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Why America Should Put India First

November 28, 2018 Topic: Security Region: Asia Tags: IndiaPoliticsEconomyTradePolicy

Why America Should Put India First

For America, India is a natural partner and not just a client state.

In a geostrategic scenario, India would want a sustained U.S. presence in the continent and actively perform its role of a net-security provider in Asia. Particularly, India would want the United States to act as an offshore balancer to an assertive China in the region. Even though there was a perpetual “thaw” in Sino-Indian relations, the Chinese incursions in Doklam Plateau earlier this year have raised alarm bells in New Delhi. In the Indian Ocean Region (IOR), too, Beijing has been trying to move into what New Delhi has traditionally seen as its own backyard. Through the “Maritime Silk Route” initiative, China has been trying to reach out to countries such as Sri Lanka and Maldives, right in India’s immediate neighborhood. To escape this geopolitical siege and loss of leverage in the region, India requires American help for maintaining the balance of power in South Asia.

A Possible Place for Pakistan?

Till this point, the basic premise of this essay has been to reinforce the mutual utility of an Indo-U.S. partnership. However, in such a scenario, where does Pakistan figure in America’s foreign-policy imaginations? Even during the Cold War, the United States never prepared for a policy for Pakistan in isolation from India. Only when the stakes for backing Pakistan rose enormously, would the United States antagonize India. The highpoint for Pakistan in this triangular dynamic came during the years of Johnson and Nixon presidency when Pakistan was the intermediary in the arrangement of the opening to China and the publicly stated pro-Pakistan “tilt” by United States during the 1971 war with India. Now with the transformation of American foreign policy towards South Asia, the triangle seems to be working the other way, with India and the United States cooperating against Pakistan. The more the United States integrates with India, the less relevant Pakistan will be in American foreign policy. Under Indian pressure, the United States might rescind Pakistan’s major non-NATO ally status or, at worst, designate Pakistan as a state sponsor of terrorism. This will invariably push Pakistan closer to China, which would mean bad news for both the United States and India. For the United States, Chinese gain is America’s loss. Pakistan is still a reasonable actor in the region. From its role in Afghanistan to the balance of power it brings to Asia, Pakistan’s role as a possible “swing state” cannot be underestimated. Similarly, India requires a stable western frontier in order for the United States to have considerable leverage over Pakistan.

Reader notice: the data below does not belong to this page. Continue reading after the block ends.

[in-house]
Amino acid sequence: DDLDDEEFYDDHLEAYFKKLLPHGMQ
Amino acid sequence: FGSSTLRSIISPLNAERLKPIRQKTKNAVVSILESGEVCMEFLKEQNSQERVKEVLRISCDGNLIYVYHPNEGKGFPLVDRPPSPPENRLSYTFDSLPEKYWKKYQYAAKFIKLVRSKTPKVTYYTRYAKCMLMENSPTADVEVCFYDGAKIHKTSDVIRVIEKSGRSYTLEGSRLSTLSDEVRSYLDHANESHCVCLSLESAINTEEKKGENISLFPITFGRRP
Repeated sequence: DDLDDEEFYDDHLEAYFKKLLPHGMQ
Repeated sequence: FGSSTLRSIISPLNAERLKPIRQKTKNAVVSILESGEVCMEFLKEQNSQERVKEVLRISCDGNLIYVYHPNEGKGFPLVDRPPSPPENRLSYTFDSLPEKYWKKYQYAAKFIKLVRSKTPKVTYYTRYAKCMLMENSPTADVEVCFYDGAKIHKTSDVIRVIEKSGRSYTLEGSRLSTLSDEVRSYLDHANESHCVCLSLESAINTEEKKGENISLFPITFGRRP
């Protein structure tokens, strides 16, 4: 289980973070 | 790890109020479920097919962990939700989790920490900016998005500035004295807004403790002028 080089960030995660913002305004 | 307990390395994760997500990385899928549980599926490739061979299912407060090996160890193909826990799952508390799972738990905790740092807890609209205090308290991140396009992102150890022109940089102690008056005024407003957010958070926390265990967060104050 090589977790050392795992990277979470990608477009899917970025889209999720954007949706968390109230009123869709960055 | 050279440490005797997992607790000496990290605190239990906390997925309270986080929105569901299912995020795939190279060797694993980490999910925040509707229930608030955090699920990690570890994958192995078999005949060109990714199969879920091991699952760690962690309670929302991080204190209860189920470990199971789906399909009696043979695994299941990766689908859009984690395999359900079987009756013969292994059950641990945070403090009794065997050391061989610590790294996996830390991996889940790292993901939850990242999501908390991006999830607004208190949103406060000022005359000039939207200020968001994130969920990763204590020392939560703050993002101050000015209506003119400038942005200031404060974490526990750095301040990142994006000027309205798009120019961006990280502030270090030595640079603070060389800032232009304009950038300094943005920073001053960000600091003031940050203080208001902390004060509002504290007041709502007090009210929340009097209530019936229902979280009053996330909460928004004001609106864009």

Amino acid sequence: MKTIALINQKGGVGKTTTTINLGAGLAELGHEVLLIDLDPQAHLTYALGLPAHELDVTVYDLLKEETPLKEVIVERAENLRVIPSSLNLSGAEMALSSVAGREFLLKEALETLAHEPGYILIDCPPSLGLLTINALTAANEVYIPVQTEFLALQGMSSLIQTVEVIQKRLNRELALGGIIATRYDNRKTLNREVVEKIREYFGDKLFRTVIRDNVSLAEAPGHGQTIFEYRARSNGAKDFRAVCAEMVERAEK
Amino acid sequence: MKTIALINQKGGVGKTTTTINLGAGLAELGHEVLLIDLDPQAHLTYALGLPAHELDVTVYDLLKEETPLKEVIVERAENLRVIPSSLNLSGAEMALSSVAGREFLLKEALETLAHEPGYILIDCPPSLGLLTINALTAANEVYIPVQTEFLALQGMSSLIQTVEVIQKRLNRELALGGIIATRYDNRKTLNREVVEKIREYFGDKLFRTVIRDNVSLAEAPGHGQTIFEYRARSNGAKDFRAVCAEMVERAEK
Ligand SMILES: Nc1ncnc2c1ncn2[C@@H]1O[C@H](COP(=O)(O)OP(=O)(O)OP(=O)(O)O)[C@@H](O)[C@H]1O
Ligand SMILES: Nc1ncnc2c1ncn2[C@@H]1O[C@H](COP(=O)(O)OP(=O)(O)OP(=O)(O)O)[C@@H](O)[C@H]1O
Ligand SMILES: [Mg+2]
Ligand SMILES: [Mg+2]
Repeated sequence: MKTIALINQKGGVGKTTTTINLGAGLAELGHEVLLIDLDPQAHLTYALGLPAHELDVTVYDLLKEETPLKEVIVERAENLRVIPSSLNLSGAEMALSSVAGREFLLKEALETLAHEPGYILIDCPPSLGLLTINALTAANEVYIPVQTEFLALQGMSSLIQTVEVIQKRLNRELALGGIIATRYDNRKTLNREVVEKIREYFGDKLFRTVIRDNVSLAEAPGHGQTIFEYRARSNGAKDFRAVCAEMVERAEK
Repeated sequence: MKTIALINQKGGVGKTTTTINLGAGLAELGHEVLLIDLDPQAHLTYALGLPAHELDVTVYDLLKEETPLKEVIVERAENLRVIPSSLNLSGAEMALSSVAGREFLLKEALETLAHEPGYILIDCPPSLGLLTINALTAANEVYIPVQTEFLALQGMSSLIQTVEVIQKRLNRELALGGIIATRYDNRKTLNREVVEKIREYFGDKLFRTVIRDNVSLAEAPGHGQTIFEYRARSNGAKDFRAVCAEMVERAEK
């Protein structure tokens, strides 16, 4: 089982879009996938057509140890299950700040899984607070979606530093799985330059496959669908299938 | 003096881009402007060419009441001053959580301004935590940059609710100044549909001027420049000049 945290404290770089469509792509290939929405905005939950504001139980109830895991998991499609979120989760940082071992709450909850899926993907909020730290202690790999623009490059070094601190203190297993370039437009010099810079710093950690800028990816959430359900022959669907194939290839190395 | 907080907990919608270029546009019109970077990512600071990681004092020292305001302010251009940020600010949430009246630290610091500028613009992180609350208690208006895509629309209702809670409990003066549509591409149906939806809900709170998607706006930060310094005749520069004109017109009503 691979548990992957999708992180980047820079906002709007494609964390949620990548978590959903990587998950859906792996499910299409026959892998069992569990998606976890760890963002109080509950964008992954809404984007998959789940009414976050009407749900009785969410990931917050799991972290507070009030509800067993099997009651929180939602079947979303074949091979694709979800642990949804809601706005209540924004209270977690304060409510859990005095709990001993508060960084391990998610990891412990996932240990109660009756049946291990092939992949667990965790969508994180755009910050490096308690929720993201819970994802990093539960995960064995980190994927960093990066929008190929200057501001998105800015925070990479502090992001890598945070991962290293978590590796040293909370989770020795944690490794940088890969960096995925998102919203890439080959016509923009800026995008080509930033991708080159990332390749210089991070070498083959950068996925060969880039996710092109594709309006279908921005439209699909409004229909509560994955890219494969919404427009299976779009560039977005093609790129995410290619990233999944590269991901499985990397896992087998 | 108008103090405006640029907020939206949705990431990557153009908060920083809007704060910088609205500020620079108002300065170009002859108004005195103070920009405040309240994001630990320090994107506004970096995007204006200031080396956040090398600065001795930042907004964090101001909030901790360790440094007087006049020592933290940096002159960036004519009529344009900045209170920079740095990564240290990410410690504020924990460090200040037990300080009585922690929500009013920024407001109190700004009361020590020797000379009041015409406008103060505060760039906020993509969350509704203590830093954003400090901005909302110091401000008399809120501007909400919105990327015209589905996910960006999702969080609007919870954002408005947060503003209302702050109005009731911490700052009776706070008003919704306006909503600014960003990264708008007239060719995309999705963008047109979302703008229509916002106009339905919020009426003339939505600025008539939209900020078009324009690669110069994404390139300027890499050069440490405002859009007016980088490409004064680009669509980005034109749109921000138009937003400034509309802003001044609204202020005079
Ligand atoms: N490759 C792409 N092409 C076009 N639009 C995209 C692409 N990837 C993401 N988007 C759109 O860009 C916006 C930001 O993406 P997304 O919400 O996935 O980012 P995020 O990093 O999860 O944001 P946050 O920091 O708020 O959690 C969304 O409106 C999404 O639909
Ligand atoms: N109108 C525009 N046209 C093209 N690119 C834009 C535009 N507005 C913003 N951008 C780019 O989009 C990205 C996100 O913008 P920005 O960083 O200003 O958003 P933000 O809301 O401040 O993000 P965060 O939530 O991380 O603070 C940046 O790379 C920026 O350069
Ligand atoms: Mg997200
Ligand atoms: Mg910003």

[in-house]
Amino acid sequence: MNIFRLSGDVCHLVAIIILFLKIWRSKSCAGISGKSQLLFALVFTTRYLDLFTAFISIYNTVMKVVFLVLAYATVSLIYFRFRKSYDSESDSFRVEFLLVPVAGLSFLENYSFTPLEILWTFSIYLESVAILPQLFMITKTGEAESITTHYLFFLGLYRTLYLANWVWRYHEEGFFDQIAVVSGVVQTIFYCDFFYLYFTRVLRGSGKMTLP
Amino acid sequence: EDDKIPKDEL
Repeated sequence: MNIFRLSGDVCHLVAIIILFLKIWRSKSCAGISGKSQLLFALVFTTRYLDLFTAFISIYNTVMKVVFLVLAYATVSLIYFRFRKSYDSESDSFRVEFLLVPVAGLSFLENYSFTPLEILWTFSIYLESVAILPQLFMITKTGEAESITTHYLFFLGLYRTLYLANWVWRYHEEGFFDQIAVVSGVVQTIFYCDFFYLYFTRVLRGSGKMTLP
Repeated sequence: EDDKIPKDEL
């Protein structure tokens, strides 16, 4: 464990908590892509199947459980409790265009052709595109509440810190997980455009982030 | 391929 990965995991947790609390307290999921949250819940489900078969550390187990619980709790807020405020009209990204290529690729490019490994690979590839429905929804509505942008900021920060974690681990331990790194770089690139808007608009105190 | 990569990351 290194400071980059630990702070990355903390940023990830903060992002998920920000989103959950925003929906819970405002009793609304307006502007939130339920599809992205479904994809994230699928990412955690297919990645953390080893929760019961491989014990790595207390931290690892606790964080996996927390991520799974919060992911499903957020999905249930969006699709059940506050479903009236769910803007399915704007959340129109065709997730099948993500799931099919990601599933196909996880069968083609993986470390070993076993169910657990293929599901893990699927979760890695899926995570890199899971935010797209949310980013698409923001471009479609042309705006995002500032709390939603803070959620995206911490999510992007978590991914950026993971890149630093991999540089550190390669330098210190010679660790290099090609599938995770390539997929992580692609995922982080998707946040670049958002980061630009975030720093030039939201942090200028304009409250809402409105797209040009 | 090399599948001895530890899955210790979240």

Conclusion

A prudent foreign policy is about building as many coalitions as possible. That means the United States should continue to shift towards India in its effort to make a full realignment of its alliances in South Asia, but with the broader goal of rallying behind as many Asian states as possible—including Pakistan. Indians should not see U.S. rapprochement to Pakistan through a narrow prism since any American leverage over Pakistan would be equally beneficial for India. To counter the Chinese, the United States needs Pakistan as much as it needs India. It is in India’s best interest to reciprocate the United States’ exceptionalism to it by providing the United States the required space to deal with Pakistan independently.

India’s power falls far short of what it would need to compete with China. To what extent is the United States ready to fill this power differential and build India’s trust in the United States? The answer to that question will eventually decide the fate of South Asia and beyond. The task ahead for the United States is to rally both traditional and new partners against the threats of regional expansionism by China. It needs to build a strong coalition of middle powers that can effectively resist China’s excursions in unison. India will be the common denominator in this scheme. Even though the transactions with “like” powers similar to India, Japan, and Australia would be easier, yet the U.S. administration equally needs to align with dissimilar powers like Pakistan, Iran, Bangladesh, and Cambodia to counter the Chinese expansion.

Minaam Shah is a student of international politics based in Kashmir and editor of the Asian Peace Review. He can be reached at [email protected] and tweets at @minaamshah.

Image: Reuters